Canadian Modern Architecture book and exhibition launch in Winnipeg

In Winnipeg, two panels and an exhibition mark the launch of the book Canadian Modern Architecture, 1967 to the present. The panels take place on Monday, February 3 at the University of Manitoba and at McNally Robinson books. The exhibition opens Friday, February 7 and is curated and hosted by the Winnipeg Architecture Foundation.

The first panel takes place at noon at the University of Manitoba’s School of Architecture, in the John A. Russell Building. Book co-editor Graham Livesey and contributing author Lisa Landrum will present an overview of the book, and discuss the role played by key buildings from the Prairies over the past fifty years in contributing to Canada’s multi-faceted cultural identity.

Examples include the University of Winnipeg’s Centennial Hall and the story of campus architecture and high-tech architecture; Manitoba Hydro and the drive towards sustainability; the distinctive work of Gaboury, Wiens, and Cardinal and the development of a regional idiom; and the influence of contemporary firms such as Jeremy Sturgess and 5468796.


Paroisse du Précieux Sang, section, St. Boniface, Manitoba. Gaboury, Lussier, Sigurdson Architects, 1968. (Courtesy GPP Architecture)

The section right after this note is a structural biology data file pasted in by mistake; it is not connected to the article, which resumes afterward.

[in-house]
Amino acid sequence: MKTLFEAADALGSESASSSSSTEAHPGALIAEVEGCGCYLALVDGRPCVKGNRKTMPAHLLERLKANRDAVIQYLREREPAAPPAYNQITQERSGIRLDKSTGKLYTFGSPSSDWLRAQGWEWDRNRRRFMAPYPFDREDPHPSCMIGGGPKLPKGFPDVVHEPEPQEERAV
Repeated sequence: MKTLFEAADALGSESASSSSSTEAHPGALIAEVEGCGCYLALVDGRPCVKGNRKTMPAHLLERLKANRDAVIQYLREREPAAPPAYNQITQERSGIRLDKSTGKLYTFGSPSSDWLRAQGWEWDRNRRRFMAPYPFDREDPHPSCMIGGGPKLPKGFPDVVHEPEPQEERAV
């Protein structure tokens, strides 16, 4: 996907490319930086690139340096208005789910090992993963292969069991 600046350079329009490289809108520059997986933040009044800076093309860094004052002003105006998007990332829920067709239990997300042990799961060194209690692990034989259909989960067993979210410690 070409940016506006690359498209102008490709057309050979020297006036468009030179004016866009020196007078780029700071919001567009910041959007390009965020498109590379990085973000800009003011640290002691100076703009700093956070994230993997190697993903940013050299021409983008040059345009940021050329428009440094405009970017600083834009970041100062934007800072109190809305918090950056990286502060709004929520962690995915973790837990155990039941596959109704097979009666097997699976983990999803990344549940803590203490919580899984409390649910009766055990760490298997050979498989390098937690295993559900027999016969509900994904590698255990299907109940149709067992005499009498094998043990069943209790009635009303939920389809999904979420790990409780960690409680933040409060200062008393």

The discussion shifts towards Winnipeg’s future in an evening panel, which takes place at 7 pm at McNally Robinson Books’ Grant Park location. Titled “Sustainable Winnipeg,” it asks: What does it mean to build a sustainable Winnipeg? How are issues like urban density, green design, Indigenous place-making and reconciliation shaping the future of architecture in the region? And how are contemporary practices advancing and redefining the legacy of modern architecture in the Prairies?

In conjunction with the launch of Canadian Modern Architecture, 1967 to the present, the panel discussion brings together architects, advocates and educators to discuss the collective endeavor to build a sustainable Winnipeg, while also reflecting on the role of architecture in shaping local and national identity. It includes Brent Bellamy (Number TEN Architectural Group), Ryan Gorrie (Brook McIlroy), Lisa Landrum (University of Manitoba), Graham Livesey (University of Calgary), and Lindsay Oster (Prairie Architects).

Pont Provencher – Esplanade Riel, view from east, Saint-Boniface, Manitoba. Préfontaine Architect.e/GPP Architecture, 2004. (Henry Kalen, Henry Kalen fonds, University of Manitoba Archives and Special Collections)

Topping off the Winnipeg events, an exhibition curated by Susan Algie opens at the Winnipeg Architecture Foundation on Friday, February 7. The opening is part of the WAF’s First Fridays series. The exhibition includes archival photos featured in the book, including work by Manitoba photographer Harry Kalen, and photographs held as part of the Canadian Architect Magazine Image Collection at Ryerson University.

Information on book launch events in other cities, and links to purchase the book online can be found here.